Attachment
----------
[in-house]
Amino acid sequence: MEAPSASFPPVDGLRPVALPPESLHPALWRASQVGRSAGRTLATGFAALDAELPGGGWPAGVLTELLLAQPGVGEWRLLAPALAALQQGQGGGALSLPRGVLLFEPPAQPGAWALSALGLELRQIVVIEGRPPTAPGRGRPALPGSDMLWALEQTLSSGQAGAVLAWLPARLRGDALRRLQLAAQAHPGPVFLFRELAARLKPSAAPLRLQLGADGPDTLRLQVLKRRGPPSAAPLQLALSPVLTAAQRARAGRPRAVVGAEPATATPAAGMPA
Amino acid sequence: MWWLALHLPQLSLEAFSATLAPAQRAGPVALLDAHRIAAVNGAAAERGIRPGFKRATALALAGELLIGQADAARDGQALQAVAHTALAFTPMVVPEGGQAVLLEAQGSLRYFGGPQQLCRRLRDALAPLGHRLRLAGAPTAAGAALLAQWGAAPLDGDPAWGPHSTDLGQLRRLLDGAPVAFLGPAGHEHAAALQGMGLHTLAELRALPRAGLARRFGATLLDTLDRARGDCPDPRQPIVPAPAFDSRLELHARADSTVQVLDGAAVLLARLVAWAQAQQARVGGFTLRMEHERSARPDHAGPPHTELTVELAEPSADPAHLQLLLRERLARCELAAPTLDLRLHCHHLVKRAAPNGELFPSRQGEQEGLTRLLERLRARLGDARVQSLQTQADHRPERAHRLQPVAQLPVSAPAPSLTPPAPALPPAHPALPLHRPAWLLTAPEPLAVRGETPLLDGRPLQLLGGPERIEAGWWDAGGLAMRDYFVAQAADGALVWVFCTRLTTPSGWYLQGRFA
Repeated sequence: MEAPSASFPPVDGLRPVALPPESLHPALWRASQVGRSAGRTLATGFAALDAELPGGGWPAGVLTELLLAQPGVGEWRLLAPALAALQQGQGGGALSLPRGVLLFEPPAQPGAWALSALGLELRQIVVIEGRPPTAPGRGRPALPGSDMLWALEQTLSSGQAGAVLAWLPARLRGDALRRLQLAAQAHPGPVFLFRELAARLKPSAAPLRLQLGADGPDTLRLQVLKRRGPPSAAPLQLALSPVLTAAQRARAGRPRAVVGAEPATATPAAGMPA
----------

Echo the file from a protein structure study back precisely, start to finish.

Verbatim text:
[in-house]
Amino acid sequence: MEAPSASFPPVDGLRPVALPPESLHPALWRASQVGRSAGRTLATGFAALDAELPGGGWPAGVLTELLLAQPGVGEWRLLAPALAALQQGQGGGALSLPRGVLLFEPPAQPGAWALSALGLELRQIVVIEGRPPTAPGRGRPALPGSDMLWALEQTLSSGQAGAVLAWLPARLRGDALRRLQLAAQAHPGPVFLFRELAARLKPSAAPLRLQLGADGPDTLRLQVLKRRGPPSAAPLQLALSPVLTAAQRARAGRPRAVVGAEPATATPAAGMPA
Amino acid sequence: MWWLALHLPQLSLEAFSATLAPAQRAGPVALLDAHRIAAVNGAAAERGIRPGFKRATALALAGELLIGQADAARDGQALQAVAHTALAFTPMVVPEGGQAVLLEAQGSLRYFGGPQQLCRRLRDALAPLGHRLRLAGAPTAAGAALLAQWGAAPLDGDPAWGPHSTDLGQLRRLLDGAPVAFLGPAGHEHAAALQGMGLHTLAELRALPRAGLARRFGATLLDTLDRARGDCPDPRQPIVPAPAFDSRLELHARADSTVQVLDGAAVLLARLVAWAQAQQARVGGFTLRMEHERSARPDHAGPPHTELTVELAEPSADPAHLQLLLRERLARCELAAPTLDLRLHCHHLVKRAAPNGELFPSRQGEQEGLTRLLERLRARLGDARVQSLQTQADHRPERAHRLQPVAQLPVSAPAPSLTPPAPALPPAHPALPLHRPAWLLTAPEPLAVRGETPLLDGRPLQLLGGPERIEAGWWDAGGLAMRDYFVAQAADGALVWVFCTRLTTPSGWYLQGRFA
Repeated sequence: MEAPSASFPPVDGLRPVALPPESLHPALWRASQVGRSAGRTLATGFAALDAELPGGGWPAGVLTELLLAQPGVGEWRLLAPALAALQQGQGGGALSLPRGVLLFEPPAQPGAWALSALGLELRQIVVIEGRPPTAPGRGRPALPGSDMLWALEQTLSSGQAGAVLAWLPARLRGDALRRLQLAAQAHPGPVFLFRELAARLKPSAAPLRLQLGADGPDTLRLQVLKRRGPPSAAPLQLALSPVLTAAQRARAGRPRAVVGAEPATATPAAGMPA